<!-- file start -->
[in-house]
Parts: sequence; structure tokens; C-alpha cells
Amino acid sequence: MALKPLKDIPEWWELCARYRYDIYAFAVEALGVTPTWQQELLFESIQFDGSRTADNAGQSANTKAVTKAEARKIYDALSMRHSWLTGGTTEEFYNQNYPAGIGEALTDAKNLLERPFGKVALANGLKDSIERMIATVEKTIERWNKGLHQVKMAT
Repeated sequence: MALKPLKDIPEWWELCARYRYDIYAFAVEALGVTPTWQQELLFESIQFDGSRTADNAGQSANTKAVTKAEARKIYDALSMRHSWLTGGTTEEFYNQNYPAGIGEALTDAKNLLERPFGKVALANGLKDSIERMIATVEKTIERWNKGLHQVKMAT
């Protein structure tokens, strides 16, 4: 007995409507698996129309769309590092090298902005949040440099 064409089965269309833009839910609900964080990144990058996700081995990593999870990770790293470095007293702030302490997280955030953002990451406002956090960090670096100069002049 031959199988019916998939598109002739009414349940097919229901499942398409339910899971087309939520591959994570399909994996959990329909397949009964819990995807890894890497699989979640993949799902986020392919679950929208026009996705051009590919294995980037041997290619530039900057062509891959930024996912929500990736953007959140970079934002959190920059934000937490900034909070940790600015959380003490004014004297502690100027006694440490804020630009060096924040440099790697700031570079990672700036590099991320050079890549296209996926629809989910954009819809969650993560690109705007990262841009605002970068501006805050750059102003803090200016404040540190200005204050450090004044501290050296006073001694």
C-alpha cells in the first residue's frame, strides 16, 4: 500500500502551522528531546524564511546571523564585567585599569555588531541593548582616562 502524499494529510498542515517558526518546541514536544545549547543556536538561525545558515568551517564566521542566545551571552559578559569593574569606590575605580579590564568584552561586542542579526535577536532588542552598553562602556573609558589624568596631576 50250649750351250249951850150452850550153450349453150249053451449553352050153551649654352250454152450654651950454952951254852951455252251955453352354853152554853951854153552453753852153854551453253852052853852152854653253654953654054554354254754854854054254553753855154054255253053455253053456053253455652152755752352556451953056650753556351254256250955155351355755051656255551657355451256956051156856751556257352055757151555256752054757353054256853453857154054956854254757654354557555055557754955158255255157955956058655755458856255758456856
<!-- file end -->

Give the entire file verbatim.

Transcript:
[in-house]
Parts: sequence; structure tokens; C-alpha cells
Amino acid sequence: MALKPLKDIPEWWELCARYRYDIYAFAVEALGVTPTWQQELLFESIQFDGSRTADNAGQSANTKAVTKAEARKIYDALSMRHSWLTGGTTEEFYNQNYPAGIGEALTDAKNLLERPFGKVALANGLKDSIERMIATVEKTIERWNKGLHQVKMAT
Repeated sequence: MALKPLKDIPEWWELCARYRYDIYAFAVEALGVTPTWQQELLFESIQFDGSRTADNAGQSANTKAVTKAEARKIYDALSMRHSWLTGGTTEEFYNQNYPAGIGEALTDAKNLLERPFGKVALANGLKDSIERMIATVEKTIERWNKGLHQVKMAT
């Protein structure tokens, strides 16, 4: 007995409507698996129309769309590092090298902005949040440099 064409089965269309833009839910609900964080990144990058996700081995990593999870990770790293470095007293702030302490997280955030953002990451406002956090960090670096100069002049 031959199988019916998939598109002739009414349940097919229901499942398409339910899971087309939520591959994570399909994996959990329909397949009964819990995807890894890497699989979640993949799902986020392919679950929208026009996705051009590919294995980037041997290619530039900057062509891959930024996912929500990736953007959140970079934002959190920059934000937490900034909070940790600015959380003490004014004297502690100027006694440490804020630009060096924040440099790697700031570079990672700036590099991320050079890549296209996926629809989910954009819809969650993560690109705007990262841009605002970068501006805050750059102003803090200016404040540190200005204050450090004044501290050296006073001694």
C-alpha cells in the first residue's frame, strides 16, 4: 500500500502551522528531546524564511546571523564585567585599569555588531541593548582616562 502524499494529510498542515517558526518546541514536544545549547543556536538561525545558515568551517564566521542566545551571552559578559569593574569606590575605580579590564568584552561586542542579526535577536532588542552598553562602556573609558589624568596631576 50250649750351250249951850150452850550153450349453150249053451449553352050153551649654352250454152450654651950454952951254852951455252251955453352354853152554853951854153552453753852153854551453253852052853852152854653253654953654054554354254754854854054254553753855154054255253053455253053456053253455652152755752352556451953056650753556351254256250955155351355755051656255551657355451256956051156856751556257352055757151555256752054757353054256853453857154054956854254757654354557555055557754955158255255157955956058655755458856255758456856